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by Robin Rowe 3/2/04

In response to my paper below, I've heard from a GEGL developer that the original 2000 GEGL design document "information is woefully and horribly out of date", and further that no better documentation exists. Nobody can compare anything to GEGL's intended architecture because it has yet to be revealed. A GIMP evangelist suggested to me that, "the definitive reference for current gegl thinking is the source code and unit tests in the gegl module of CVS". However, this is no architecture reference.

To check out the gegl CVS module:

% export CVSROOT=:pserver:anonymous@anoncvs.gnome.org:/cvs/gnome

% cvs co gegl

Without any accurate docs, the GEGL CVS code is very difficult to dive into. It is not obvious where to start and CVS includes GIL, code reportedly abandoned. CVS also includes the outdated misleading docs mentioned above. Anyone quickly scanning the code to deduce architecture can expect to become hopelessly confused.


by Robin Rowe 2/29/04

CinePaint and GEGL use two different architecture approaches. How different they are is the subject of this paper.

Because CinePaint exists today as a release, and GEGL does not, it can be confusing comparing the two. To try to make the comparison equivalent, this paper describes where we think CinePaint will be in 18 months to two years, the time frame that GIMP is anticipating to complete GEGL.

The GEGL project according to the GimpCon presentation September 22, 2000:

Pixel manipulation will be done using GEGL (Generic Graphics Library). GEGL abstracts the color model and color depth (8-bit, 16-bit, float) and provides generic data types for channels or colors. The algorithms implemented using these abstract types are converted to the actual C code using a code-generator. That way it's easier to add additional data types and color models and optimizations.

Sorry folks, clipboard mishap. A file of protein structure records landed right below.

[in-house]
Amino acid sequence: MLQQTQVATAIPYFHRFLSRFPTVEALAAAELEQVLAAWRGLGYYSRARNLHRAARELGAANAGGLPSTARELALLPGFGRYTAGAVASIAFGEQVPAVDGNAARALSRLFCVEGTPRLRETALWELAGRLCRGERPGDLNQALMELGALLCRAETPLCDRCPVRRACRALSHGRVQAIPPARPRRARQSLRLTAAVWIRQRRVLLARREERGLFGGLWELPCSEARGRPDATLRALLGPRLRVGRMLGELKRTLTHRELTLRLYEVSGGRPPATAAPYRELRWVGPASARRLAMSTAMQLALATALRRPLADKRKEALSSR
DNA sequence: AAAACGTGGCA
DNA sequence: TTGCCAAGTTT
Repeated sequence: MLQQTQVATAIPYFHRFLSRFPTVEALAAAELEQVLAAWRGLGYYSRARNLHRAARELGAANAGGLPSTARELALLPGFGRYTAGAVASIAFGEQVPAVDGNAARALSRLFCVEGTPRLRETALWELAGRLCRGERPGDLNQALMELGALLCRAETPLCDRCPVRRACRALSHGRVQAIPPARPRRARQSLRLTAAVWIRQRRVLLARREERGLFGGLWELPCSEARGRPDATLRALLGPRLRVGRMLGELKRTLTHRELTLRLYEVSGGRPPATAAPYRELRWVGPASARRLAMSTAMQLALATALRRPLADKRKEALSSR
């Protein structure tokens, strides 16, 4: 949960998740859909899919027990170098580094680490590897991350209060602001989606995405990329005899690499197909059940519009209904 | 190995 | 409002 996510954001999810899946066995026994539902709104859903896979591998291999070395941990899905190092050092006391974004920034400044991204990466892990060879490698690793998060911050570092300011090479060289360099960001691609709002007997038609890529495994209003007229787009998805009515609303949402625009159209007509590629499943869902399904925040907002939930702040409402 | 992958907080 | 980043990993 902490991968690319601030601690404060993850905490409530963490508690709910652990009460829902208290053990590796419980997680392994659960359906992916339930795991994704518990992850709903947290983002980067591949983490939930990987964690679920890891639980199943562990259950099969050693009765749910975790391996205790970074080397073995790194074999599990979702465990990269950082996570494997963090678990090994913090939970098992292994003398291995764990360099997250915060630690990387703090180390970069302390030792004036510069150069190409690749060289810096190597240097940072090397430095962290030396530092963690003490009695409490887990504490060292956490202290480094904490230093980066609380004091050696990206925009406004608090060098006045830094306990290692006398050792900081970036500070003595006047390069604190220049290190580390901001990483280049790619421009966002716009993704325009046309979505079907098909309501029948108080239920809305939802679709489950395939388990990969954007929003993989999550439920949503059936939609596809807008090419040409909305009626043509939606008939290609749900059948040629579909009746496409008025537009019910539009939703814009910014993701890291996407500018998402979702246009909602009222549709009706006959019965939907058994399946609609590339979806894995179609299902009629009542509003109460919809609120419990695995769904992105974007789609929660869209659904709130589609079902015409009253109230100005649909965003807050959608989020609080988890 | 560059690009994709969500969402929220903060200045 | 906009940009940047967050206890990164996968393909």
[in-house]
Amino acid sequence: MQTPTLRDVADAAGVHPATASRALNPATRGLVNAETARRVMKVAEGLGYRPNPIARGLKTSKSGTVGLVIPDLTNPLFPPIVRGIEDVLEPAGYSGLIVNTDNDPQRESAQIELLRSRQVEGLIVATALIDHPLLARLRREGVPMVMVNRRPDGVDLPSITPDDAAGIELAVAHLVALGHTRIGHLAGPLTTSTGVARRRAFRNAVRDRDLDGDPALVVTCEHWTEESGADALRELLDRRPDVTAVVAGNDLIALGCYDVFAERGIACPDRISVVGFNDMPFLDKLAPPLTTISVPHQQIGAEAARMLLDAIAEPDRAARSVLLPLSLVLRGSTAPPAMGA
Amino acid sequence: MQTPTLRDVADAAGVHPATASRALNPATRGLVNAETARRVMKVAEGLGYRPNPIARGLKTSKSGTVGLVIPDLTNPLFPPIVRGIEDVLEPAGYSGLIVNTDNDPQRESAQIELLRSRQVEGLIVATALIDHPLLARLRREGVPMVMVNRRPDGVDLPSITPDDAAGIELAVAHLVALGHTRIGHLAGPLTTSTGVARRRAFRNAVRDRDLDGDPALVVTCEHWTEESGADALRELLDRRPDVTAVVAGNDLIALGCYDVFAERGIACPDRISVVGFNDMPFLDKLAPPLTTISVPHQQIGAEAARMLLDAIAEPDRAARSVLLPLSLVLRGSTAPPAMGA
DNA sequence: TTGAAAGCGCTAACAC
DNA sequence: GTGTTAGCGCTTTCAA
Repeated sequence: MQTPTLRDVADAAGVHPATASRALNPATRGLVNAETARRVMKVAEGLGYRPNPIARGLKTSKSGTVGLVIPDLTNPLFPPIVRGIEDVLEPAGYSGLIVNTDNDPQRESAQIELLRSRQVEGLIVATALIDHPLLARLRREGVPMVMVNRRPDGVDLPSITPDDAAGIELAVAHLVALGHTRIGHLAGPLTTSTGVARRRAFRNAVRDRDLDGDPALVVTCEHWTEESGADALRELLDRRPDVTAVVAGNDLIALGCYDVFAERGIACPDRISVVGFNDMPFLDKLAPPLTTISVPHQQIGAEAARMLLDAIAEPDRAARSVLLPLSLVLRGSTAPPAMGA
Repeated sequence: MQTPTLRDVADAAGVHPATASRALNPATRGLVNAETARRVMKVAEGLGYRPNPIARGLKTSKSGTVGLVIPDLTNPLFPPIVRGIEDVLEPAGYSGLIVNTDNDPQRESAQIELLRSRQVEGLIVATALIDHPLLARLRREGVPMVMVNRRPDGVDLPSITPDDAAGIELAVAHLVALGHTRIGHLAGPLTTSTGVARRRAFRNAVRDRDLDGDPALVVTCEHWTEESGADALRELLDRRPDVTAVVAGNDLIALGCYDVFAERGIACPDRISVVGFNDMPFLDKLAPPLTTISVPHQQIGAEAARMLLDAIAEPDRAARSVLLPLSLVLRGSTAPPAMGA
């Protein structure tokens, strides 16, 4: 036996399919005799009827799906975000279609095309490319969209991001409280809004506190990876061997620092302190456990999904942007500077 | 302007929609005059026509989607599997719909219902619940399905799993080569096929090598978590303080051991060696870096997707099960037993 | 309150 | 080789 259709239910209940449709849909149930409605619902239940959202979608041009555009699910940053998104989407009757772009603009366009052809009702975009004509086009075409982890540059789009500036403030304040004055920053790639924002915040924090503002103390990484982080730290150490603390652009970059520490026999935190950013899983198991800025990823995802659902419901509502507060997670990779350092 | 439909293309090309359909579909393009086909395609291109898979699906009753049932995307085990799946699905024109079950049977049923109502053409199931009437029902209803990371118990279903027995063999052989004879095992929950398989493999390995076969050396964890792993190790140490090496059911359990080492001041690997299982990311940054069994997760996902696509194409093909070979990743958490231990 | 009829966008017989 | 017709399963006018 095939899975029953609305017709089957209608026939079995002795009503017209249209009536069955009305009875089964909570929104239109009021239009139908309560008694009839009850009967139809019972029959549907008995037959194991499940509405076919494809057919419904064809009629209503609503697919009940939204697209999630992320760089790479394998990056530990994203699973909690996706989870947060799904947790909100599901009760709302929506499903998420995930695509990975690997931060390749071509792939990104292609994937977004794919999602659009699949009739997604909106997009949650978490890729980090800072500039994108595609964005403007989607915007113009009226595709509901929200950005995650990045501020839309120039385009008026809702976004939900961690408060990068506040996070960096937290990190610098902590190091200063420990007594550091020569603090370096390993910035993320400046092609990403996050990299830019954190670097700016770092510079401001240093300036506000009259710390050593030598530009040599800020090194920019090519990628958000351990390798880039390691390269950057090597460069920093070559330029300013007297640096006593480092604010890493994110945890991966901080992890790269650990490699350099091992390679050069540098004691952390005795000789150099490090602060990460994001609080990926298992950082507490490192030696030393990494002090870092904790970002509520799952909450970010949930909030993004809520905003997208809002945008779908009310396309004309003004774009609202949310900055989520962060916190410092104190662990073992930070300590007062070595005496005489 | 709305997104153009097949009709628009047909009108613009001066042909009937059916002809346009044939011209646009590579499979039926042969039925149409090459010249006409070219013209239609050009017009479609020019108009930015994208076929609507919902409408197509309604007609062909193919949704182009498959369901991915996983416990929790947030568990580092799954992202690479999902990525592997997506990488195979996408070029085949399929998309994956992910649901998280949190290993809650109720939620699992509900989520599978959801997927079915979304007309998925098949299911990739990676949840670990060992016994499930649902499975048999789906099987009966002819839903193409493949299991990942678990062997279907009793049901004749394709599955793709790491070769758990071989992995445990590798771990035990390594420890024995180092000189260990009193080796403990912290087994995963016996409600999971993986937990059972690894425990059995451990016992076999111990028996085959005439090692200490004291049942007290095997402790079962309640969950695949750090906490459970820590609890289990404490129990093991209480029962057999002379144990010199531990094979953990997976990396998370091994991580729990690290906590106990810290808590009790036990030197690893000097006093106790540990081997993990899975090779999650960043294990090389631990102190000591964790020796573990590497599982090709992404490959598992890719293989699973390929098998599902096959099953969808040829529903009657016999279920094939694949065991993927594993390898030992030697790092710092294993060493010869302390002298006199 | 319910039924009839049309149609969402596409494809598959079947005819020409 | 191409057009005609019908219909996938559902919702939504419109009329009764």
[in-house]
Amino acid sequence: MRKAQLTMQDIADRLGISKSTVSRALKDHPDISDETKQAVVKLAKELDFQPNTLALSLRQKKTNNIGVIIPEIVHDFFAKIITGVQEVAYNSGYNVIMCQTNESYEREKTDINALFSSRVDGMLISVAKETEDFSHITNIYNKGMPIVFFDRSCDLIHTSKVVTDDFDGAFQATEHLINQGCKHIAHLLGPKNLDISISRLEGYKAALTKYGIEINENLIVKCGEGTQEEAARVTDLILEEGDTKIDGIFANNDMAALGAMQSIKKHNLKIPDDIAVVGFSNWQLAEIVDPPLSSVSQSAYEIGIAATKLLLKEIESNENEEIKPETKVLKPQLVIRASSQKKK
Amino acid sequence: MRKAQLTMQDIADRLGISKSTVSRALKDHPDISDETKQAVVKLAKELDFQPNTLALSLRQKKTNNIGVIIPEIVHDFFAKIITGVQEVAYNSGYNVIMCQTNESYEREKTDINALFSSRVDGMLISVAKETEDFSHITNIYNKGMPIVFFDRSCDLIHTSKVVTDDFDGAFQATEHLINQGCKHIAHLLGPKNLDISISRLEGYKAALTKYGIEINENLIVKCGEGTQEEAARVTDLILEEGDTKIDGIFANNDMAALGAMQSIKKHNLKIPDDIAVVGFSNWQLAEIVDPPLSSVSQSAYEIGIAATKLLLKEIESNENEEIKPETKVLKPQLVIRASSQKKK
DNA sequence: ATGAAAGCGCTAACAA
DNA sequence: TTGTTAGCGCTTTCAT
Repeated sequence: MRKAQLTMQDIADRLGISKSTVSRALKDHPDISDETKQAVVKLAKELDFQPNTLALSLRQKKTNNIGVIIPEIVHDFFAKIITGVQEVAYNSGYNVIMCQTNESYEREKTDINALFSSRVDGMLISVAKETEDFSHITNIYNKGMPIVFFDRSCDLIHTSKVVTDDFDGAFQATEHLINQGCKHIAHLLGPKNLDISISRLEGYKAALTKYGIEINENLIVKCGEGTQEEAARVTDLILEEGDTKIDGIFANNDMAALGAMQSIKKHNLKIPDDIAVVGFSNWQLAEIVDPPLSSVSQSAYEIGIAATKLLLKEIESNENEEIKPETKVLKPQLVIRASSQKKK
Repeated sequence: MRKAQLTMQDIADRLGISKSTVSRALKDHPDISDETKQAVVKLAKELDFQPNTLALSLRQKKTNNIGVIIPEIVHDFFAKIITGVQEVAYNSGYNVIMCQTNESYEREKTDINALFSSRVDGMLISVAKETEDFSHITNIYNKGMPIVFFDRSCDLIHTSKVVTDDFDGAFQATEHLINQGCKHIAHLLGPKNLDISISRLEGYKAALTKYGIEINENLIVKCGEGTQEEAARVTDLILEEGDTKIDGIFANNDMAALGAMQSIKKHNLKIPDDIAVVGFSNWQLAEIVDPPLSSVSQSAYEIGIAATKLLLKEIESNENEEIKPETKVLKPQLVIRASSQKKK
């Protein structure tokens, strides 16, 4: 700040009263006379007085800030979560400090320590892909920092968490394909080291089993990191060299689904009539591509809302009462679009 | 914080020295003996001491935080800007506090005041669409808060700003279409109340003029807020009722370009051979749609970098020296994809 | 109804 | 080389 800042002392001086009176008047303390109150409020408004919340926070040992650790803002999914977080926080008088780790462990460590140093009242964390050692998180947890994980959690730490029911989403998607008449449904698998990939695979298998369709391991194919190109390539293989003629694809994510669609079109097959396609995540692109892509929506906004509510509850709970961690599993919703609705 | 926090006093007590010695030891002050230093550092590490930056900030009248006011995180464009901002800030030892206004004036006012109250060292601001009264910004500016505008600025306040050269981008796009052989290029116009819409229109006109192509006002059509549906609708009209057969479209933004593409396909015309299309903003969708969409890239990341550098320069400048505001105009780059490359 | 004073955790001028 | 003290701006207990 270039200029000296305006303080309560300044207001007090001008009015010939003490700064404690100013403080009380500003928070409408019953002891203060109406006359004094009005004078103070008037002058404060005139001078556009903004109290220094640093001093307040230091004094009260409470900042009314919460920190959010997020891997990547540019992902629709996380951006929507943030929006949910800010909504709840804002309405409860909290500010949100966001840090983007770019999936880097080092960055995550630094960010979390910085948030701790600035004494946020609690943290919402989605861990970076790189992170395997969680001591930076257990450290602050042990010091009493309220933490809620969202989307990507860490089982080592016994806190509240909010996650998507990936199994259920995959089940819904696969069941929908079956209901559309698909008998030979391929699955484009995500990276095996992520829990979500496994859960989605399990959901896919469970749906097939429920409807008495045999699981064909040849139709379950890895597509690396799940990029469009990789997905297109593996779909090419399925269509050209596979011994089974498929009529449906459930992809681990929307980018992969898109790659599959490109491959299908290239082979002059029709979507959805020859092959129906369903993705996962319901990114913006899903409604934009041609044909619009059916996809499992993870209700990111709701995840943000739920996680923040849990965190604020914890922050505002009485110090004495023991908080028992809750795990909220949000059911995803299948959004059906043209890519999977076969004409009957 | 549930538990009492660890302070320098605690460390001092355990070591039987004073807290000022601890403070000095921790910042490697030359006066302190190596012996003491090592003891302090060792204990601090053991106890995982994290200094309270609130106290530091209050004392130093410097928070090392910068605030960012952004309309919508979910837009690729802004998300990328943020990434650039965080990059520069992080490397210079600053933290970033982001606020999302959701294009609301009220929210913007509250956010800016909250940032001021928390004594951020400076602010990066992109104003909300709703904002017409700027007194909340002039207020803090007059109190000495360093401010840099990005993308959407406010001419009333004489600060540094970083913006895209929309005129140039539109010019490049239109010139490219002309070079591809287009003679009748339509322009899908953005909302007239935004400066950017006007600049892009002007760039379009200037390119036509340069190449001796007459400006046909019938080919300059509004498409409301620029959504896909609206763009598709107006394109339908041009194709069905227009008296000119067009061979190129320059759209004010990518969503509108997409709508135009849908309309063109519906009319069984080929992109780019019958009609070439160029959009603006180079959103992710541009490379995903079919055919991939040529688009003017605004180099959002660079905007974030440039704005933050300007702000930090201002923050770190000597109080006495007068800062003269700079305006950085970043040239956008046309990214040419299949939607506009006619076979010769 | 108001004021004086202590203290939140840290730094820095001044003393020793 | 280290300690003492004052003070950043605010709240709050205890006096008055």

Built on top of this, the GIMP core will implement objects like images, tools, layers, channels, brushes etc.

Each node (comparable to a layer in current gimp) may compute its data internally as pixels, vectors, text, or whatever....

The communication between the core application and the plug-ins will be done using CORBA.

To summarize, GEGL is based on a node architecture with every object being derived from GtkObject. It handles raster images as tiles. It has a node parser based on yacc/lex that is called GIL. (Couldn't find any documentation on GIL.) Code written in C. C++ is not allowed. Plug-in communications is via CORBA.

CinePaint is based on a layer stack, not nodes. Layers are images that may be made up of a single color channel or multiple color channels such as RGB or CMYK. Channels are not necessarily colors, but can be alpha (transparency) or Z (depth) and other types. Channel types can be raster-based or vectors. Layers and channels will have a simpler, more predictable structure than our current layers/channels/masks architecture. Channels will be required to always reside in a layer, and masks will simply be channels.

It isn't possible to anticipate all the channel types one needs, and adding channel types to a rigid core can be difficult. GEGL's answer to this is to make all layers abstract nodes derived from GtkObject and develop the GIL code generator to build new channel types and operations. CinePaint takes a simpler approach, treats layers as memory with a pointer to a plug-in that knows how to handle that memory.

CinePaint inherited the GIMP tile design that divides large images into a mosaic of tiles in memory. In theory this can be more efficient that scanlines, but that has not generally proven to be the case. GEGL is staying with tiles, but CinePaint is moving toward scanlines. CinePaint has a strategy of maintaining backward compatibility, to not break existing plug-ins that use tiles.

CinePaint uses C++ code with C APIs. Plug-in communications is via fast direct memory access using pointers and threads, not CORBA.